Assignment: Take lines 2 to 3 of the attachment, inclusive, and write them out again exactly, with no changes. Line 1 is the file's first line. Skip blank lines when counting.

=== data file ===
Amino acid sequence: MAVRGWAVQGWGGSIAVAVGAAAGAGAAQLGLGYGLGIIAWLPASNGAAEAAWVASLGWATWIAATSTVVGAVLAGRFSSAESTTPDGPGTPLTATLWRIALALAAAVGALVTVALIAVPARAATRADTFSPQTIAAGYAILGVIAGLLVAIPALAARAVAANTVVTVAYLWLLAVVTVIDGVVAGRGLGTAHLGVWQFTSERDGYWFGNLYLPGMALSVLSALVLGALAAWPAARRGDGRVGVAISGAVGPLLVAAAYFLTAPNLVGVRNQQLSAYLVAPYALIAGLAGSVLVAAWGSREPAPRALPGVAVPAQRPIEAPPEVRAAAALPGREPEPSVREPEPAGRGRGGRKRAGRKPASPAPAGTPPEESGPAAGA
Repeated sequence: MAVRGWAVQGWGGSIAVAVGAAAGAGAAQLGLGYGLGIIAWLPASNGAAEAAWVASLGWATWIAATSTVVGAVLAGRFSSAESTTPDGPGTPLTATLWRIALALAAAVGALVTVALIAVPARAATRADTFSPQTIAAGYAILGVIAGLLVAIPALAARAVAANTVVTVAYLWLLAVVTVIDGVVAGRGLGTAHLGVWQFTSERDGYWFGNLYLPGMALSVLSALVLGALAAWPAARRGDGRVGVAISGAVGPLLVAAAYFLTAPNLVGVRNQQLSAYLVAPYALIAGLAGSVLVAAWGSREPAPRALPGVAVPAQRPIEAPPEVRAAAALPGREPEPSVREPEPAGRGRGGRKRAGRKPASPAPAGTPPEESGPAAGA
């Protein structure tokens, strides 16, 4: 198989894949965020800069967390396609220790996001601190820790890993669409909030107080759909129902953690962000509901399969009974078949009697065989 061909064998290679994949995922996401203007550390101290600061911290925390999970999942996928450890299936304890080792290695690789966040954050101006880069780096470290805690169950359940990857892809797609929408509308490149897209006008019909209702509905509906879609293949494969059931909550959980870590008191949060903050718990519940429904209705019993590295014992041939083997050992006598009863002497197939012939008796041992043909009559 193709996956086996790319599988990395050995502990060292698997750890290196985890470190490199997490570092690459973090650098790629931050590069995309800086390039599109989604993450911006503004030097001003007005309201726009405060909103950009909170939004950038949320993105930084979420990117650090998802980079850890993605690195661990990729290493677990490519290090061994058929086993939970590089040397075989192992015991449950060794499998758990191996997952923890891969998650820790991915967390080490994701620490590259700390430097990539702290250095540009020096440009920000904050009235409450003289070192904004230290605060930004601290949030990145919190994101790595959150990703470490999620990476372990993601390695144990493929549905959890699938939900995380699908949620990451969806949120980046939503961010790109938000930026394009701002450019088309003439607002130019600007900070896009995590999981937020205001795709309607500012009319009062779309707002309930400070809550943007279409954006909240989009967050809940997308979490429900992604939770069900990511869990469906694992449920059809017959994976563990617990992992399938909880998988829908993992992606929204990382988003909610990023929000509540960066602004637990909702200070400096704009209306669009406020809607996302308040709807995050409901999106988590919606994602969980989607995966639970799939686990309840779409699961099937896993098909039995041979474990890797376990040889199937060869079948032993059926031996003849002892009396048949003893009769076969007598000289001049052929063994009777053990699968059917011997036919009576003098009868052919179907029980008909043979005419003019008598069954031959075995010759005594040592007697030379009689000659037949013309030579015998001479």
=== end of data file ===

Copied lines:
Repeated sequence: MAVRGWAVQGWGGSIAVAVGAAAGAGAAQLGLGYGLGIIAWLPASNGAAEAAWVASLGWATWIAATSTVVGAVLAGRFSSAESTTPDGPGTPLTATLWRIALALAAAVGALVTVALIAVPARAATRADTFSPQTIAAGYAILGVIAGLLVAIPALAARAVAANTVVTVAYLWLLAVVTVIDGVVAGRGLGTAHLGVWQFTSERDGYWFGNLYLPGMALSVLSALVLGALAAWPAARRGDGRVGVAISGAVGPLLVAAAYFLTAPNLVGVRNQQLSAYLVAPYALIAGLAGSVLVAAWGSREPAPRALPGVAVPAQRPIEAPPEVRAAAALPGREPEPSVREPEPAGRGRGGRKRAGRKPASPAPAGTPPEESGPAAGA
């Protein structure tokens, strides 16, 4: 198989894949965020800069967390396609220790996001601190820790890993669409909030107080759909129902953690962000509901399969009974078949009697065989 061909064998290679994949995922996401203007550390101290600061911290925390999970999942996928450890299936304890080792290695690789966040954050101006880069780096470290805690169950359940990857892809797609929408509308490149897209006008019909209702509905509906879609293949494969059931909550959980870590008191949060903050718990519940429904209705019993590295014992041939083997050992006598009863002497197939012939008796041992043909009559 193709996956086996790319599988990395050995502990060292698997750890290196985890470190490199997490570092690459973090650098790629931050590069995309800086390039599109989604993450911006503004030097001003007005309201726009405060909103950009909170939004950038949320993105930084979420990117650090998802980079850890993605690195661990990729290493677990490519290090061994058929086993939970590089040397075989192992015991449950060794499998758990191996997952923890891969998650820790991915967390080490994701620490590259700390430097990539702290250095540009020096440009920000904050009235409450003289070192904004230290605060930004601290949030990145919190994101790595959150990703470490999620990476372990993601390695144990493929549905959890699938939900995380699908949620990451969806949120980046939503961010790109938000930026394009701002450019088309003439607002130019600007900070896009995590999981937020205001795709309607500012009319009062779309707002309930400070809550943007279409954006909240989009967050809940997308979490429900992604939770069900990511869990469906694992449920059809017959994976563990617990992992399938909880998988829908993992992606929204990382988003909610990023929000509540960066602004637990909702200070400096704009209306669009406020809607996302308040709807995050409901999106988590919606994602969980989607995966639970799939686990309840779409699961099937896993098909039995041979474990890797376990040889199937060869079948032993059926031996003849002892009396048949003893009769076969007598000289001049052929063994009777053990699968059917011997036919009576003098009868052919179907029980008909043979005419003019008598069954031959075995010759005594040592007697030379009689000659037949013309030579015998001479």